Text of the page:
of a sacrament, a sign, a memorial, and a figure. By which words
of those old holy saints those new folk labor to blear the
unlearned reader's eye and make him therewith ween that those old
holy men, in that they called it a sign, a token, or a figure, did
well declare that they took it not for the very body indeed, for that
body cannot be (they say) by no mean a figure of itself.

These three are, I say, good reader, their three special darts.
For I deny not but that they use more: as the words of Scripture,
whereby they would prove Christ's body not in earth because he
said before his ascension to heaven that they should not have
him here still in earth (but he meant of his corporal conversation as
they had him before),
and where they would also by the words of Scripture prove the
Blessed Sacrament bread (but the custom of the Scripture is so
common in that point to call a thing, not as it is, but as it was, or
as it seemeth, whereof I have told you an example or two before, that
all the hold they can take thereof slippeth out of their hand).
I deny not also but that they lay against the sacrament and
say that Christ's blessed body is not there, because they say it cannot.
For it cannot be (they say) in so many places at once. But now
since the truth is that himself saith it is there, and in his so
saying so meant in very deed (as both before is proved and yet
shall hereafter), all that reason of theirs (that it cannot be so) hath to
any Christian man (that taketh Christ for God) no manner taste of
any reason at all. For it standeth, you see, well upon this ground
only, that God is not able to perform his word.
Therefore albeit that (as I say) they say such other things, too, yet are
those three things that I have rehearsed you the special things, and
in effect the only things, with which they have their special hope to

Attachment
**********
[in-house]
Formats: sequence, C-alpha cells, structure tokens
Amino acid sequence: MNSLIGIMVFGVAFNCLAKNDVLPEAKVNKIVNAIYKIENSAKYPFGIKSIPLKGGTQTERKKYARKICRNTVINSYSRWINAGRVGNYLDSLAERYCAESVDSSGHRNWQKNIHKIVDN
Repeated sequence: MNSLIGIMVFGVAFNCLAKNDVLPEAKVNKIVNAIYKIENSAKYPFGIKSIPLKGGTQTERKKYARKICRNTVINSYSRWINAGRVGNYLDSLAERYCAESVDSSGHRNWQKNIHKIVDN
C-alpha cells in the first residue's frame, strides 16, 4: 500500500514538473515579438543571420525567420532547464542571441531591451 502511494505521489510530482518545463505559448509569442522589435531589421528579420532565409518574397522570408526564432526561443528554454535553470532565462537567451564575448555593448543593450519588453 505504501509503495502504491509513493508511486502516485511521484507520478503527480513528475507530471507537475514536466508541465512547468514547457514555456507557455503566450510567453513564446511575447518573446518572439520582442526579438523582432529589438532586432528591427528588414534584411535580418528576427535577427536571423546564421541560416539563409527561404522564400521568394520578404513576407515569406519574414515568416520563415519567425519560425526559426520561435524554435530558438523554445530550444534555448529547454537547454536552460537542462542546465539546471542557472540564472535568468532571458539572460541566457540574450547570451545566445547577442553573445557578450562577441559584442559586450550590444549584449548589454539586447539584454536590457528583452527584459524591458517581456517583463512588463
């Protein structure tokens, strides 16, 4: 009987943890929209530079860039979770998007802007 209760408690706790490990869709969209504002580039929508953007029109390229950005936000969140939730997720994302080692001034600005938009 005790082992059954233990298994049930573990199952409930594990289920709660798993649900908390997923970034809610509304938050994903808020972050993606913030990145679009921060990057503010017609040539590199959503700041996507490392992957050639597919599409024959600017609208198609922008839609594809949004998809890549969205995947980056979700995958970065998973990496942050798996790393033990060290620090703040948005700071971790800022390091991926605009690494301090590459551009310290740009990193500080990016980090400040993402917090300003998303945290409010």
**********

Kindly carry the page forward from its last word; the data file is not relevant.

deceive unlearned folk.
Now purpose I not yet, in this present treatise upon the passion,
to enter much in dispicions with them upon these three points
neither. For that thing would require a whole volume alone
(the labor whereof, if God hereafter give me time and opportunity
thereto, I purpose not to refuse), but I will in effect, for this while,
only rehearse you some of those things that holy cunning men
before my days have of this holy Blessed Sacrament, concerning
this matter, left us behind them in writing. Which things, if the

reader diligently consider, shall (I trust) be able somewhat to serve and
suffice him to spy the fallacies and soil the subtleties of all those
folks" false arguments and objections by himself.
Consider now, good readers, and remember that -- since this excellent
high sacrament, under a form and likeness so common and
so simple in sight, covertly containeth in it a wonderful secret
treasure, and signifieth and betokeneth also manifold marvelous
mysteries -- the holy cunning fathers before our days have had
much ado to find names enough and convenient with which
they might in any wise insinuate and show so many such
manner things of this Blessed Sacrament as are partly contained
therein and partly signified thereby. And therefore, by the secret
instinct of the Spirit of God, by which the Catholic Church
of Christ is in such things led and ruled, the old holy virtuous
fathers have not only called (upon effectual causes) this holy
sacrament by sundry diverse names, to signify thereby sundry
singular things thereof, but have also, for the same intent (upon
diverse effectual respects that they saw and considered therein),
called some two sundry things both by one common name.
For the better perceiving whereof we must mark and consider
that in this Blessed Sacrament there are two things actually and
really contained: one that is a very bodily substance and that
is the very blessed body and blood of our Savior himself; the
other that is not any substance but accidents, that is to wit,
those accidents that were before in the bread and wine (which
bread and wine are converted by the almighty power of God into
the very body and blood of Christ). Those accidents, I say, of whiteness,
redness, hardness, softness, weight, savor, and taste,
and such other like, remain and abide in the Blessed Sacrament,
and by the mighty power of almighty God they remain without
the body of which they be the accidents, which -- while they be now
neither accidents in the bread and wine (since bread or wine
none is there), nor accidents unto the blessed body and blood of Christ

(which two things are the only corporal substance that are